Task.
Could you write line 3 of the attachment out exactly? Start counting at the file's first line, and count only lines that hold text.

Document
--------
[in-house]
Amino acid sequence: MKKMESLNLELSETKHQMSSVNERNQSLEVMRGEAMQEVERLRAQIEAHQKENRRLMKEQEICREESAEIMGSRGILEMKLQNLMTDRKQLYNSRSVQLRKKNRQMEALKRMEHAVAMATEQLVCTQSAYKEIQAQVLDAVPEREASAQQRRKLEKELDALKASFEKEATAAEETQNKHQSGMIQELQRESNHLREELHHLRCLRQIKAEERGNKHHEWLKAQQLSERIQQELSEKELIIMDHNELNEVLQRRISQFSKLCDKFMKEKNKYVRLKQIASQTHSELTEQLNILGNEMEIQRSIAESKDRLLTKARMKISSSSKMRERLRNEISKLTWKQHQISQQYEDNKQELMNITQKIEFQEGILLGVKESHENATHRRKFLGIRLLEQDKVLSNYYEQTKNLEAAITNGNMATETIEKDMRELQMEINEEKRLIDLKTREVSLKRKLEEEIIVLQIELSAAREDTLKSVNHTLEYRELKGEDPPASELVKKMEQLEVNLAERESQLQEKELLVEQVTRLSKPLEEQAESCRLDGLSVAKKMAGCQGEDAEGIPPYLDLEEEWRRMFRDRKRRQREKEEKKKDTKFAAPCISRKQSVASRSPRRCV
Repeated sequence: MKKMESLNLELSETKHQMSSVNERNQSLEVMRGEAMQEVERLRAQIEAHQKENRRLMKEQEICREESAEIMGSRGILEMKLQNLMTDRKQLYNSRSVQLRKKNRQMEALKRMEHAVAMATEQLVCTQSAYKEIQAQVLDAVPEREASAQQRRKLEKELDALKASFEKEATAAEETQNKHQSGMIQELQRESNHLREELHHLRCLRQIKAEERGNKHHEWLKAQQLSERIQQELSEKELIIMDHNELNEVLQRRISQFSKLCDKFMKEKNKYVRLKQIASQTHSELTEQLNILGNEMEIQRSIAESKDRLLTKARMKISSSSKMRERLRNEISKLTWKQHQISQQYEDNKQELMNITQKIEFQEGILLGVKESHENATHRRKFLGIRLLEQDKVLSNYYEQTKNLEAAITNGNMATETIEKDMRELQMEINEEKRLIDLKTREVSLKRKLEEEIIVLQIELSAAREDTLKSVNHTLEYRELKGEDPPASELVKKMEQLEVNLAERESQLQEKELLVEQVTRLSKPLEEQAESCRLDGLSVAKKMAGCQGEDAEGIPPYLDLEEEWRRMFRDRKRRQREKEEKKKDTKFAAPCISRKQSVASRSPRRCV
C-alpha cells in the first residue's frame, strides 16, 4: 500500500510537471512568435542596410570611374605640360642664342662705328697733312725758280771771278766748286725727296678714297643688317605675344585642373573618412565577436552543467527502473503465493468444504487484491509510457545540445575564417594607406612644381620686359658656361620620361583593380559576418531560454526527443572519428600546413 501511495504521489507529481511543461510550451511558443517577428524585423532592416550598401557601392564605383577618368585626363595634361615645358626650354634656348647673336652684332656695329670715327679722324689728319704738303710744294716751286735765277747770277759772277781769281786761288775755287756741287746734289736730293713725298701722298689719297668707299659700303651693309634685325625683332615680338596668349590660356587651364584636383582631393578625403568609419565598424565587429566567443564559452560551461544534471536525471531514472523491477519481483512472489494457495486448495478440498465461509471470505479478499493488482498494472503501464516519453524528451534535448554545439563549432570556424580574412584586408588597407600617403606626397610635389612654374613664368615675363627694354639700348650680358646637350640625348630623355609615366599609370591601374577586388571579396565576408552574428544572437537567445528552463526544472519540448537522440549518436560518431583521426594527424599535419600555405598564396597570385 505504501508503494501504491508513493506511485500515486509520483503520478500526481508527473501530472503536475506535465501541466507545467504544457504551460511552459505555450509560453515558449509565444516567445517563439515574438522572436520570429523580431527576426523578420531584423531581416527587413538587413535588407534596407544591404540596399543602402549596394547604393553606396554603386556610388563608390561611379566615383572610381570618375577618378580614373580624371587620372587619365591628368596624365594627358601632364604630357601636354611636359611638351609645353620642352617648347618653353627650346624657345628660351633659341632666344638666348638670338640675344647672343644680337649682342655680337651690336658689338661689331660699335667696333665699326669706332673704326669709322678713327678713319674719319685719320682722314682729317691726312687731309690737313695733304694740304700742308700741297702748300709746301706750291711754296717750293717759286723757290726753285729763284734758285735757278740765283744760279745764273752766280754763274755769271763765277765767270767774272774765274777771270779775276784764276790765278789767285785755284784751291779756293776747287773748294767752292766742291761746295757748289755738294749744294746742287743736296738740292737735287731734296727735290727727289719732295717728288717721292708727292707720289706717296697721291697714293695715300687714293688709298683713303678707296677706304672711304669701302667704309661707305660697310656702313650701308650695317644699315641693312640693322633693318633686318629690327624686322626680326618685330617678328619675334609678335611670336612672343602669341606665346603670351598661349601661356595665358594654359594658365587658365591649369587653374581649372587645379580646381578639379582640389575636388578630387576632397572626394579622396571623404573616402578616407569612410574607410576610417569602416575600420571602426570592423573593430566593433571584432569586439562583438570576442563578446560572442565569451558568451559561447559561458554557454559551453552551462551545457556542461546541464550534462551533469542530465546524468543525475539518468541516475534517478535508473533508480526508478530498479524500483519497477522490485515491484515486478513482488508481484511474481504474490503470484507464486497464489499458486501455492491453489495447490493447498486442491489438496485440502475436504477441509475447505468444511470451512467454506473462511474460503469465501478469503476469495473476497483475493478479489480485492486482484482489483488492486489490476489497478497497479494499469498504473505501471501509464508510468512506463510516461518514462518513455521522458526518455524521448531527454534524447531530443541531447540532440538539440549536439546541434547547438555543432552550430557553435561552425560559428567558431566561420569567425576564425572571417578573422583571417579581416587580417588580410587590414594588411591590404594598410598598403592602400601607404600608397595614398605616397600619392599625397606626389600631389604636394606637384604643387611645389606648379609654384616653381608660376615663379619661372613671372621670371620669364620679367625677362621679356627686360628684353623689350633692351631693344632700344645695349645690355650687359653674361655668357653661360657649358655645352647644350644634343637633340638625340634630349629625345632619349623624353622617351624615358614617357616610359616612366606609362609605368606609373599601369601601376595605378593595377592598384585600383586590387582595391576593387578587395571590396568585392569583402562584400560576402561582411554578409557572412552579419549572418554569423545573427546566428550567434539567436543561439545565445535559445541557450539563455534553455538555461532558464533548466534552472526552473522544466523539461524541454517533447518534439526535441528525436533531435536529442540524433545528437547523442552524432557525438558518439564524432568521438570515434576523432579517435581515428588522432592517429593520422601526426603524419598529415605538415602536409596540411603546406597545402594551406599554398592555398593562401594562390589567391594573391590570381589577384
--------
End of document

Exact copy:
Repeated sequence: MKKMESLNLELSETKHQMSSVNERNQSLEVMRGEAMQEVERLRAQIEAHQKENRRLMKEQEICREESAEIMGSRGILEMKLQNLMTDRKQLYNSRSVQLRKKNRQMEALKRMEHAVAMATEQLVCTQSAYKEIQAQVLDAVPEREASAQQRRKLEKELDALKASFEKEATAAEETQNKHQSGMIQELQRESNHLREELHHLRCLRQIKAEERGNKHHEWLKAQQLSERIQQELSEKELIIMDHNELNEVLQRRISQFSKLCDKFMKEKNKYVRLKQIASQTHSELTEQLNILGNEMEIQRSIAESKDRLLTKARMKISSSSKMRERLRNEISKLTWKQHQISQQYEDNKQELMNITQKIEFQEGILLGVKESHENATHRRKFLGIRLLEQDKVLSNYYEQTKNLEAAITNGNMATETIEKDMRELQMEINEEKRLIDLKTREVSLKRKLEEEIIVLQIELSAAREDTLKSVNHTLEYRELKGEDPPASELVKKMEQLEVNLAERESQLQEKELLVEQVTRLSKPLEEQAESCRLDGLSVAKKMAGCQGEDAEGIPPYLDLEEEWRRMFRDRKRRQREKEEKKKDTKFAAPCISRKQSVASRSPRRCV